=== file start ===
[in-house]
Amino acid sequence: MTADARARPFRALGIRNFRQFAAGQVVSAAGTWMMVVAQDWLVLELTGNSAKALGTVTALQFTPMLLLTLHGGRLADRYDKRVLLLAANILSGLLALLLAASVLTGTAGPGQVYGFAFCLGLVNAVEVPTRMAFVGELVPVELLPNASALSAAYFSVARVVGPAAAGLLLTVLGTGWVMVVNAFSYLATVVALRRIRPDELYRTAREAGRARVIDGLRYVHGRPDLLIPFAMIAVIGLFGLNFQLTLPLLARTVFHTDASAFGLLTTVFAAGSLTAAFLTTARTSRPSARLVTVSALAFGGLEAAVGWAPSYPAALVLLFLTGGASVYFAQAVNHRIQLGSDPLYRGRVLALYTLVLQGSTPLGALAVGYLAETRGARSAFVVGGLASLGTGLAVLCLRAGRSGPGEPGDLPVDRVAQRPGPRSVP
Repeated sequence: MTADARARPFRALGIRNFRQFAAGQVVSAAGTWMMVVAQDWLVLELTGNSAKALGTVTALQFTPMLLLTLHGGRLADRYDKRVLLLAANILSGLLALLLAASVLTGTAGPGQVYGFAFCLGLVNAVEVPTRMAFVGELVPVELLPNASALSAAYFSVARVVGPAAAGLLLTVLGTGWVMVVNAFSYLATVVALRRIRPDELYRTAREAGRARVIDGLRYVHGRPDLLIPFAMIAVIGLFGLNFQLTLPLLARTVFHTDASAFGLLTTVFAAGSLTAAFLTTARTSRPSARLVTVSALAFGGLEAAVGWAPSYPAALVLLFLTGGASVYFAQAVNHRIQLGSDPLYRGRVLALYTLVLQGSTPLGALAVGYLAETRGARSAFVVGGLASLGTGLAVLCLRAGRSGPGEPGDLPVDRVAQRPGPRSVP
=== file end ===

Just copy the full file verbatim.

[in-house]
Amino acid sequence: MTADARARPFRALGIRNFRQFAAGQVVSAAGTWMMVVAQDWLVLELTGNSAKALGTVTALQFTPMLLLTLHGGRLADRYDKRVLLLAANILSGLLALLLAASVLTGTAGPGQVYGFAFCLGLVNAVEVPTRMAFVGELVPVELLPNASALSAAYFSVARVVGPAAAGLLLTVLGTGWVMVVNAFSYLATVVALRRIRPDELYRTAREAGRARVIDGLRYVHGRPDLLIPFAMIAVIGLFGLNFQLTLPLLARTVFHTDASAFGLLTTVFAAGSLTAAFLTTARTSRPSARLVTVSALAFGGLEAAVGWAPSYPAALVLLFLTGGASVYFAQAVNHRIQLGSDPLYRGRVLALYTLVLQGSTPLGALAVGYLAETRGARSAFVVGGLASLGTGLAVLCLRAGRSGPGEPGDLPVDRVAQRPGPRSVP
Repeated sequence: MTADARARPFRALGIRNFRQFAAGQVVSAAGTWMMVVAQDWLVLELTGNSAKALGTVTALQFTPMLLLTLHGGRLADRYDKRVLLLAANILSGLLALLLAASVLTGTAGPGQVYGFAFCLGLVNAVEVPTRMAFVGELVPVELLPNASALSAAYFSVARVVGPAAAGLLLTVLGTGWVMVVNAFSYLATVVALRRIRPDELYRTAREAGRARVIDGLRYVHGRPDLLIPFAMIAVIGLFGLNFQLTLPLLARTVFHTDASAFGLLTTVFAAGSLTAAFLTTARTSRPSARLVTVSALAFGGLEAAVGWAPSYPAALVLLFLTGGASVYFAQAVNHRIQLGSDPLYRGRVLALYTLVLQGSTPLGALAVGYLAETRGARSAFVVGGLASLGTGLAVLCLRAGRSGPGEPGDLPVDRVAQRPGPRSVP